Why does this particular review matter? It’s only poetry, after all? It’s because in the age of fake news and monumental efforts to factor out the idea that there’s such a thing as Truth or that there can be even simple commonly accepted facts, it hurts our democracy when a noted poet and editor—in fact the sole recognized arbiter of what poetry gets published at Norton—plagiarizes like no one was watching.

It doesn’t matter that she did it in the backwaters of corporate media. It doesn’t matter that she did it in the safest genre for Americans to write in because of poetry’s negligible political and societal impact. It matters because the Norton editor undermined the only thing that sustains poetry across generations: pitiless adherence to Truth.

Unlike other countries where the practice of poetry increases the chance of a brutal and violent death, here poets ordained by the publishing industry can complain only of stinging reviews and tarnished reputations. The horror. The horror.

But that’s only true when there are literary critics, such as Logan, who know, really know what’s at stake and are willing to suffer the blowback from the subjects of their criticism and those invested in them. To attack the Queen Bee is to attack the entire hive that depends on her.

Following a NY Times story about the Logan review which focused on Bialosky’s plagiarism, 72 writers, about half of whom had published works with Norton, responded with a letter to The Times: “72 Friends of Literature, in Defense of the Poet Jill Bialosky.” They claimed: The Times, by giving a large platform to a small offense, has tainted the reputation of this accomplished editor, poet and memoirist.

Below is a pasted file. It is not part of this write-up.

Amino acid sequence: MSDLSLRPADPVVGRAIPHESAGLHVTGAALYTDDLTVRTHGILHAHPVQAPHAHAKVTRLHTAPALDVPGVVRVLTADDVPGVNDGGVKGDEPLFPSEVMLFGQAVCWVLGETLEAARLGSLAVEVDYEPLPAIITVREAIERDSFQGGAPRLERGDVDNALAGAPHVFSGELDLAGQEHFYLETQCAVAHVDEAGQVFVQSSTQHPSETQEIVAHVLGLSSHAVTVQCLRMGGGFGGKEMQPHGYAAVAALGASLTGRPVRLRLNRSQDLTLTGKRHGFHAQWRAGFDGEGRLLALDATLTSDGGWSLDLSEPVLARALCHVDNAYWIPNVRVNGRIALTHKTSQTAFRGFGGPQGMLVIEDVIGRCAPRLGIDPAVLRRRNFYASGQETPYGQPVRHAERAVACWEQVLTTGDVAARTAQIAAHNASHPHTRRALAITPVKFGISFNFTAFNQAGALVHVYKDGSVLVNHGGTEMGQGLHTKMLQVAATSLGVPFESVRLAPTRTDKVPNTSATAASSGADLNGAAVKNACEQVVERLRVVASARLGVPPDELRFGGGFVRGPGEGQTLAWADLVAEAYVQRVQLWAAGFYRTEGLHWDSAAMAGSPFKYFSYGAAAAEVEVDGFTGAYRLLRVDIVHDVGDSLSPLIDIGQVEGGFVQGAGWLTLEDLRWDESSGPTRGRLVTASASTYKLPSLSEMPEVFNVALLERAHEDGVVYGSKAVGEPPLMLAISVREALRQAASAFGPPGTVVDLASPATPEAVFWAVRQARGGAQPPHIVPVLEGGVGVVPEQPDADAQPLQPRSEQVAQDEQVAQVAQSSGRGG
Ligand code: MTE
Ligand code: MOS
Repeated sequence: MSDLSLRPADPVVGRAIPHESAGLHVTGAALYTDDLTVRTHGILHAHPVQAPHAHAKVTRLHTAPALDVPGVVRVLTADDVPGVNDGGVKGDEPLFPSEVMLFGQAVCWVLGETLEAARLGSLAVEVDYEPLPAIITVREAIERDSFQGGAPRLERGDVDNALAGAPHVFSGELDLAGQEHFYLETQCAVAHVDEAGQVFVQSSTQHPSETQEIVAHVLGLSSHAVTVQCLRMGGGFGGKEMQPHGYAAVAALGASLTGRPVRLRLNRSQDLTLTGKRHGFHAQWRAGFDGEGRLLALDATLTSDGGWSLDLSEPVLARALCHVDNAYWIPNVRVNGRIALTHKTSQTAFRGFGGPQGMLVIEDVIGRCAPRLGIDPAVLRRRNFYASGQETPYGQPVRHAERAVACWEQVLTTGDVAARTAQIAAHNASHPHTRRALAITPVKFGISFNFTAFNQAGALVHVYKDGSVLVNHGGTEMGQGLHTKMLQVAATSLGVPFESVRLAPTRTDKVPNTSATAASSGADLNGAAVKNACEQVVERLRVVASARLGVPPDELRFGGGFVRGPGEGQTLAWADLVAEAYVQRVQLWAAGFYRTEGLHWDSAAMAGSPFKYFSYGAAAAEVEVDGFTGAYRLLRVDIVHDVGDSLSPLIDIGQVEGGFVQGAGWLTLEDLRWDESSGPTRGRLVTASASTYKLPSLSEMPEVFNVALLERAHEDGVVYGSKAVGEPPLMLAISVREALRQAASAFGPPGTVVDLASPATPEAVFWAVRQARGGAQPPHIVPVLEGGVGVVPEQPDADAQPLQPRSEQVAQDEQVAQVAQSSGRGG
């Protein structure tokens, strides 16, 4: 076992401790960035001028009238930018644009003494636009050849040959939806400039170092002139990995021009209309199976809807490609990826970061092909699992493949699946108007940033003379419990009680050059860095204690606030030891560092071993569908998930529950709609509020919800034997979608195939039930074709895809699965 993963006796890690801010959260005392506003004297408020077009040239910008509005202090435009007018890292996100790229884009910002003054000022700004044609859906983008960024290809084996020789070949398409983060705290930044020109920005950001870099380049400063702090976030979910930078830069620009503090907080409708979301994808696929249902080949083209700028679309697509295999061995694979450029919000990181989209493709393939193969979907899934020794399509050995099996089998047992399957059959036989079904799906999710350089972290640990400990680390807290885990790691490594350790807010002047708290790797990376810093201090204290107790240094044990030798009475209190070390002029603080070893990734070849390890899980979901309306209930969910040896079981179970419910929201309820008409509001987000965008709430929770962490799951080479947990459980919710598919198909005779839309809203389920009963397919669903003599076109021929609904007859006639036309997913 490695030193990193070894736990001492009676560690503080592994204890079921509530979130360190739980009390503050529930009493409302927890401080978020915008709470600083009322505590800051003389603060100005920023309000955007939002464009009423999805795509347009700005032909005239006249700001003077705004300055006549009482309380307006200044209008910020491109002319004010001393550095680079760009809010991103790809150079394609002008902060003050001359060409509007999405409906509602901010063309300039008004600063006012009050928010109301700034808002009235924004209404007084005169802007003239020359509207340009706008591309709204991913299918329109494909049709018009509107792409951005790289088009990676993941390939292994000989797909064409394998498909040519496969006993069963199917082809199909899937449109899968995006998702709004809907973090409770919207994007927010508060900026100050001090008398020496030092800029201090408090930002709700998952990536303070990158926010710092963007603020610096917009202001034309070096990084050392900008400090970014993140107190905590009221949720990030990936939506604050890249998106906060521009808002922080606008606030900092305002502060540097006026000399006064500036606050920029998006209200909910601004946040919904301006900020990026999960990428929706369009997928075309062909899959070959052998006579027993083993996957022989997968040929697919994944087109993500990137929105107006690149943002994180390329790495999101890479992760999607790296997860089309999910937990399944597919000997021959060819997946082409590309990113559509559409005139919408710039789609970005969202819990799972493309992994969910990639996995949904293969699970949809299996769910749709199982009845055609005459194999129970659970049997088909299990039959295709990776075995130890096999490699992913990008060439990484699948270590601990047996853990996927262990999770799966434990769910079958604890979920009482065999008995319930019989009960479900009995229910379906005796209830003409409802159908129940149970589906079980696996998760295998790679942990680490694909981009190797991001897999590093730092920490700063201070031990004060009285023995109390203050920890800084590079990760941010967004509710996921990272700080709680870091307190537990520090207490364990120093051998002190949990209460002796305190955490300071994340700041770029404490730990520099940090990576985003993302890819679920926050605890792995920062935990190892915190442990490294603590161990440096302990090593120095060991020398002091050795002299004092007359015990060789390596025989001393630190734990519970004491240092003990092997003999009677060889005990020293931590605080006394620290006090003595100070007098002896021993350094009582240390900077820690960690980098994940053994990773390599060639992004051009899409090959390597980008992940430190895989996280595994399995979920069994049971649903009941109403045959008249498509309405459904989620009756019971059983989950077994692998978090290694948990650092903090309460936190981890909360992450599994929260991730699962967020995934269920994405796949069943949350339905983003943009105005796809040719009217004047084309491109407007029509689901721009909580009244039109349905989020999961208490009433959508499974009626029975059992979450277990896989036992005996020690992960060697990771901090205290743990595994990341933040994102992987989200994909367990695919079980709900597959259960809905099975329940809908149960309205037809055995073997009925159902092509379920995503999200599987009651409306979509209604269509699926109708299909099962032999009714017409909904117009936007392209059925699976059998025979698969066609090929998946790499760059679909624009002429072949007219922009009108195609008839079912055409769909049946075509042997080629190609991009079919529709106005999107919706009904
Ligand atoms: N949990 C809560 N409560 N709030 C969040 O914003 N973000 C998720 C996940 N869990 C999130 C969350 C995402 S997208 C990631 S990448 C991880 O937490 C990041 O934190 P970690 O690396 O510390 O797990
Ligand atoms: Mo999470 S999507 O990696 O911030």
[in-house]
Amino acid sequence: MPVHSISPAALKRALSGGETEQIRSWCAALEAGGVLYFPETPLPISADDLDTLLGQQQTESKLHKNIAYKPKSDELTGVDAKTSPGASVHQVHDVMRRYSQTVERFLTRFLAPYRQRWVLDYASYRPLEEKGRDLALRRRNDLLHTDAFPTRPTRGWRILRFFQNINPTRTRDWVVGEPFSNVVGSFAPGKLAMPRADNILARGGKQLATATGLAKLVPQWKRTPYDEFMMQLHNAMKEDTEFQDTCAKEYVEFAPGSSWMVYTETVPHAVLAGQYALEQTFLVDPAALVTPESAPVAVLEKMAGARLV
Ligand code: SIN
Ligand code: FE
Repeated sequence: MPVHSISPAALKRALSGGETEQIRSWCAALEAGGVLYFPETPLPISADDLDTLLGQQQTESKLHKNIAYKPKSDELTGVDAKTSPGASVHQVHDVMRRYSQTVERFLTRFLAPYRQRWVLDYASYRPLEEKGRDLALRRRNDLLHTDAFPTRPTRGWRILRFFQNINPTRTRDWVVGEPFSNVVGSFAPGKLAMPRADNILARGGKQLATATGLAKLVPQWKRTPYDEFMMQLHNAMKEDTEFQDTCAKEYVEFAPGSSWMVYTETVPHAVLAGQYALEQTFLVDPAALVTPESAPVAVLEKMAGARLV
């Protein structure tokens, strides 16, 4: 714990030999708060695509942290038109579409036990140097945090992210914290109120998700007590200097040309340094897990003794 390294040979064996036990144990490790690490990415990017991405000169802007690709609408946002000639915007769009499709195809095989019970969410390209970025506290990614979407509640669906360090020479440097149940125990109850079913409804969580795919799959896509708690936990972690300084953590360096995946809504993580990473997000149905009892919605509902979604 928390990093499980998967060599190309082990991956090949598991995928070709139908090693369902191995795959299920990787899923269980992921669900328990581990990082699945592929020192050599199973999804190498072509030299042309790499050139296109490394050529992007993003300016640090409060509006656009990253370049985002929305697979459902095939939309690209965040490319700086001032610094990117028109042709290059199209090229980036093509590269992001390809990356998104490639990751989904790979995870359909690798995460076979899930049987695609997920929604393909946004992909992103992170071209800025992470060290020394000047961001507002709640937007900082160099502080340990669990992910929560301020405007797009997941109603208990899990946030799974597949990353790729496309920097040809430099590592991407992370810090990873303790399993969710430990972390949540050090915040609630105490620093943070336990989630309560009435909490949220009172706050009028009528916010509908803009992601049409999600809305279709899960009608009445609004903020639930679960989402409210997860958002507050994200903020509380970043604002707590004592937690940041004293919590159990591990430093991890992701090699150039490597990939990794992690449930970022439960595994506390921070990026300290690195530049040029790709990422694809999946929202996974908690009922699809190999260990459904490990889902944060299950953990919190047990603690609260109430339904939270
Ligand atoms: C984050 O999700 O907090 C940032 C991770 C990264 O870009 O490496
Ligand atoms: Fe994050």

I read that last sentence with some amusement. No. Scratch that. I laughed so hard I had a heart attack. I’m fine now. Thank you.

The signers—headed by Kimiko Hahn and David Baker—are ideological liberals, universally loved by their mirrors, who in this particular instance found common ground with Donald Trump: The New York Times is fake news.

In this instance the Times is not fake news. It reported the very real news that Bialosky had plagiarized extensively, and if it seems a small offense, it is so only because so few people care enough about poetry in this country to hold poets accountable when they present work as original that was crafted by someone else or when they publish original but mendacious gibberish. But let’s be clear about the former: there is no worse sin a writer can commit than plagiarism.

In his poem “Asphodel, That Greeny Flower,” William Carlos Williams famously wrote that people died miserably every day for lack of what is found in poetry. I don’t know if Williams was right on that point. Certainly people die every day without the consolation of poetry, or religion, or a last meal. But is there something that poetry offers without which people would physically die and that they can’t get from any other source? Something as critical as news about a coming Cat 5 hurricane, or a warning label on a box found in a nuclear power plant? Williams thought so—and Bialosky premised her book on that dear and precious idea. I don’t know. But I do know this and know it with certainty: people die every day for lack of many things, but no one ever dies for lack of plagiarism.